I showed this letter to my fair-one. She was not displeased with it. So, Jack, we cannot now move too fast, as to settlements and license: the day is her uncle’s day, or Captain Tomlinson’s, perhaps, as shall best suit the occasion. Miss Howe’s smuggling scheme is now surely provided against in all events.
But I will not by anticipation make thee a judge of all the benefits that may flow from this my elaborate contrivance. Why will these girls put me upon my master-strokes?
And now for a little mine which I am getting ready to spring. The first that I have sprung, and at the rate I go on (now a resolution, and now a remorse) perhaps the last that I shall attempt to spring.
A little mine, I call it. But it may be attended with great effects. I shall not, however, absolutely depend upon the success of it, having much more effectual ones in reserve. And yet great engines are often moved by small springs. A little spark falling by accident into a powder-magazine, hath done more execution in a siege, than an hundred cannon.
Come the worst, the hymeneal torch, and a white sheet, must be my amende honorable, as the French have it.
Mr. Belford, to Robert Lovelace,
Tuesday, June 6.
Unsuccessful as hitherto my application to you has been, I cannot for the heart of me forbear writing once more in behalf of this admirable woman: and yet am unable to account for the zeal which impels me to take her part with an earnestness so sincere.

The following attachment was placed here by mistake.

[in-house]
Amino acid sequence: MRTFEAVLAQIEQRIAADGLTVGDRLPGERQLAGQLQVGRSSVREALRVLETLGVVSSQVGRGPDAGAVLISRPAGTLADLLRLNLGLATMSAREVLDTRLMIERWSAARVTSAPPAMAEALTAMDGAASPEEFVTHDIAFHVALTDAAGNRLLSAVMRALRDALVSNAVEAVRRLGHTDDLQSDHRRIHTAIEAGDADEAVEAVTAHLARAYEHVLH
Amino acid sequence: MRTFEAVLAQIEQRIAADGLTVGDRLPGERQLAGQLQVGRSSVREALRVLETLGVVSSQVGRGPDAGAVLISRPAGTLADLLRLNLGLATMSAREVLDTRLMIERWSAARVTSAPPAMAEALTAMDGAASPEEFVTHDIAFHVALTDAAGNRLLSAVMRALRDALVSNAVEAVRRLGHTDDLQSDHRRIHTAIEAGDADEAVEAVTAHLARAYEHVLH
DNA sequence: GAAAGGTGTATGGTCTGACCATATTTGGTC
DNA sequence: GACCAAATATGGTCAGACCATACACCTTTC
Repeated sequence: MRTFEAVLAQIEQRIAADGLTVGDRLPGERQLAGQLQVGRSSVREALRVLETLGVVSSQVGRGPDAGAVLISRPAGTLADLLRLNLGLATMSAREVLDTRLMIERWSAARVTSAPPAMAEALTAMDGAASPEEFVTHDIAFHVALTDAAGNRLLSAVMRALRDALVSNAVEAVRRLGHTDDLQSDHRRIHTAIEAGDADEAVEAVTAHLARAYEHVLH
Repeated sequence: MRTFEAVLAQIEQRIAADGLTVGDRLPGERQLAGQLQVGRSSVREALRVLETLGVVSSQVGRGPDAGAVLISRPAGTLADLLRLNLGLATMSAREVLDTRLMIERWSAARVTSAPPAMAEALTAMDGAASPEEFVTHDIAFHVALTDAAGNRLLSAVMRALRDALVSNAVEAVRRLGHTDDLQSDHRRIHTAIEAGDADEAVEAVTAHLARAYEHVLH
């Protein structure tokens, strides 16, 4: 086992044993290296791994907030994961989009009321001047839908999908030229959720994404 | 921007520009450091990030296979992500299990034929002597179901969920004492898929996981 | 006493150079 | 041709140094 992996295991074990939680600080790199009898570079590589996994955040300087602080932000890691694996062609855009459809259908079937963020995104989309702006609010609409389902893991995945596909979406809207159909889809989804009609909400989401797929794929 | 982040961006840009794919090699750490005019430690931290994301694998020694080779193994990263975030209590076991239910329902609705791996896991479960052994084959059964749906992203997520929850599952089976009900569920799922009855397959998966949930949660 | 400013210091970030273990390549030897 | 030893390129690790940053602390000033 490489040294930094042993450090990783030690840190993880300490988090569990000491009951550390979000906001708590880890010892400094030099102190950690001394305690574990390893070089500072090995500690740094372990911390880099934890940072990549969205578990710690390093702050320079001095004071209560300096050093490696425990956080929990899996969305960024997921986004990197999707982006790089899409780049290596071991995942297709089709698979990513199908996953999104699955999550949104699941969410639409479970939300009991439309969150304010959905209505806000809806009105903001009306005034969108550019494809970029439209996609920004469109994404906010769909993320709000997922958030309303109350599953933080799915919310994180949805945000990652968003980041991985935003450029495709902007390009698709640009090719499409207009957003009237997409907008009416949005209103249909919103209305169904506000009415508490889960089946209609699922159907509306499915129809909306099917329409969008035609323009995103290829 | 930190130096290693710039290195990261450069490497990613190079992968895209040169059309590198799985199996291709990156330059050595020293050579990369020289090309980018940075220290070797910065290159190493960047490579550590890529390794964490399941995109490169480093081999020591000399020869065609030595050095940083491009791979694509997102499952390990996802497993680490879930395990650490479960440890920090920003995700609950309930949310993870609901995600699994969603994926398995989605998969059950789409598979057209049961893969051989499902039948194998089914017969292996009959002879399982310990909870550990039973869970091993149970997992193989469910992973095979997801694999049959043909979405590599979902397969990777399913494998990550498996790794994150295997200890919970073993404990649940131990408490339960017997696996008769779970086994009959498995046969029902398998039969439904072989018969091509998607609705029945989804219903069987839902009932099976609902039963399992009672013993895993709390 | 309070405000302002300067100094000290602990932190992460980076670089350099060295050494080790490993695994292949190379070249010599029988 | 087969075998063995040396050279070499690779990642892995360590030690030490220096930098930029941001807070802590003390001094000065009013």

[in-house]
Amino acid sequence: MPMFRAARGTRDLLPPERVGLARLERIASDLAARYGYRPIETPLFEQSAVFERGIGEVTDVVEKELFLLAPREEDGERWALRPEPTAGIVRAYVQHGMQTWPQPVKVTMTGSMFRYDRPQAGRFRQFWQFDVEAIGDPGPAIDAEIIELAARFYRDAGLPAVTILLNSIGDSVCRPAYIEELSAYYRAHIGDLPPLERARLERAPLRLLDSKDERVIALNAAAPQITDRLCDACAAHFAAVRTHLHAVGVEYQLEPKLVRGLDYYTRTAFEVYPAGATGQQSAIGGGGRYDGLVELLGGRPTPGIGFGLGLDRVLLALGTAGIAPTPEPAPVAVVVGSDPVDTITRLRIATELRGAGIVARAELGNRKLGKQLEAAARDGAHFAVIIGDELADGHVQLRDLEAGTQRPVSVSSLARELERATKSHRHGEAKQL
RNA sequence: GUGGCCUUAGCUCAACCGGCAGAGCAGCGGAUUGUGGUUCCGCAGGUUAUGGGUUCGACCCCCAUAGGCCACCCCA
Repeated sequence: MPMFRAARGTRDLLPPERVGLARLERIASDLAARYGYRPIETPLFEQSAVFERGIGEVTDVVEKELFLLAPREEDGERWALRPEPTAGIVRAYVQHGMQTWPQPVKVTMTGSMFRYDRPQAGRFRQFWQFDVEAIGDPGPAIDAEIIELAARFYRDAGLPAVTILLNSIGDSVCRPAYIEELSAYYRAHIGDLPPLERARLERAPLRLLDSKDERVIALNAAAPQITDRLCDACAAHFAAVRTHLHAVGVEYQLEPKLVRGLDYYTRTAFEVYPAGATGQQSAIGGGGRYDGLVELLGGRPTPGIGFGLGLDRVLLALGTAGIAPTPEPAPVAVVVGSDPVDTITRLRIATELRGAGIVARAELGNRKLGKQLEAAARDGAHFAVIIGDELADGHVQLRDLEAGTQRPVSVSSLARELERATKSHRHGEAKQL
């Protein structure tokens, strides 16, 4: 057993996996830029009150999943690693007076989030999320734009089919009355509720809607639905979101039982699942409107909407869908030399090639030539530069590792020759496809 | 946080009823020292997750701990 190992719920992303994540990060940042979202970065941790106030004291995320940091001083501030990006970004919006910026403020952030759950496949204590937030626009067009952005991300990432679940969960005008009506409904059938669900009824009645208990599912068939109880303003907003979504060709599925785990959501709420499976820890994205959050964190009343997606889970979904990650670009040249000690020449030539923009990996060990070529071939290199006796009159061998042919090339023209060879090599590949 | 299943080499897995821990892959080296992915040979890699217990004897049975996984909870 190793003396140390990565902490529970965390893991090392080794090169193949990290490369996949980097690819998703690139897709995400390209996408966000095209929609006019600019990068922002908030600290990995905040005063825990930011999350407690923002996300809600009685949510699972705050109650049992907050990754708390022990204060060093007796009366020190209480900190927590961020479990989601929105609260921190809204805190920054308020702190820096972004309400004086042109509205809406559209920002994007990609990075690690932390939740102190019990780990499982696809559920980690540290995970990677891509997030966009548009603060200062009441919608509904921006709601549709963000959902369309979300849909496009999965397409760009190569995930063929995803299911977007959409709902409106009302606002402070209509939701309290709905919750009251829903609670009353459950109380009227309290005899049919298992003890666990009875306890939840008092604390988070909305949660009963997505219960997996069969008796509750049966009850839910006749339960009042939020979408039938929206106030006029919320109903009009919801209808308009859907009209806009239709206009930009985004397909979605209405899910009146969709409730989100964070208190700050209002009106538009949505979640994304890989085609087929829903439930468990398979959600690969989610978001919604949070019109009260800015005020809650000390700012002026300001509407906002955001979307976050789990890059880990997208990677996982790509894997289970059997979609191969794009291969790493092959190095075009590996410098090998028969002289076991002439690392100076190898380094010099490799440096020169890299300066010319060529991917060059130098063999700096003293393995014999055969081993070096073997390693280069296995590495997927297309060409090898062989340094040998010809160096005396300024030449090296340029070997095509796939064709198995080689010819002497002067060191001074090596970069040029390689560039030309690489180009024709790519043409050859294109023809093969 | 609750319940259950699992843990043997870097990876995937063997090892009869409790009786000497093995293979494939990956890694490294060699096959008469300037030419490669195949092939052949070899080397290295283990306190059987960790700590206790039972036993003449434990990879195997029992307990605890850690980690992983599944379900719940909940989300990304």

But all her merit thou acknowledgest; all thy own vileness thou confessest, and even gloriest in it: What hope then of moving so hardened a man?—Yet, as it is not too late, and thou art nevertheless upon the crisis, I am resolved to try what another letter will do. It is but my writing in vain, if it do no good; and if thou wilt let me prevail, I knowthou wilt hereafter think me richly entitled to thy thanks.
To argue with thee would be folly. The case cannot require it. I will only entreat thee, therefore, that thou wilt not let such an excellence lose the reward of her vigilant virtue.
I believe there never were libertines so vile, but purposed, at some future period of their lives, to set about reforming: and let me beg of thee, that thou wilt, in this great article, make thy future repentance as easy, as some time hence thou wilt wish thou hadst made it.
If thou proceedest, I have no doubt that this affair will end tragically, one way or another. It must. Such a woman must interest both gods and men in her cause. But what I most apprehend is, that with her own hand, in resentment of the perpetrated outrage, she (like another Lucretia) will assert the purity of her heart: or, if her piety preserve her from this violence, that wasting grief will soon put a period to her days. And, in either case, will not the remembrance of thy ever-during guilt, and transitory triumph, be a torment of torments to thee?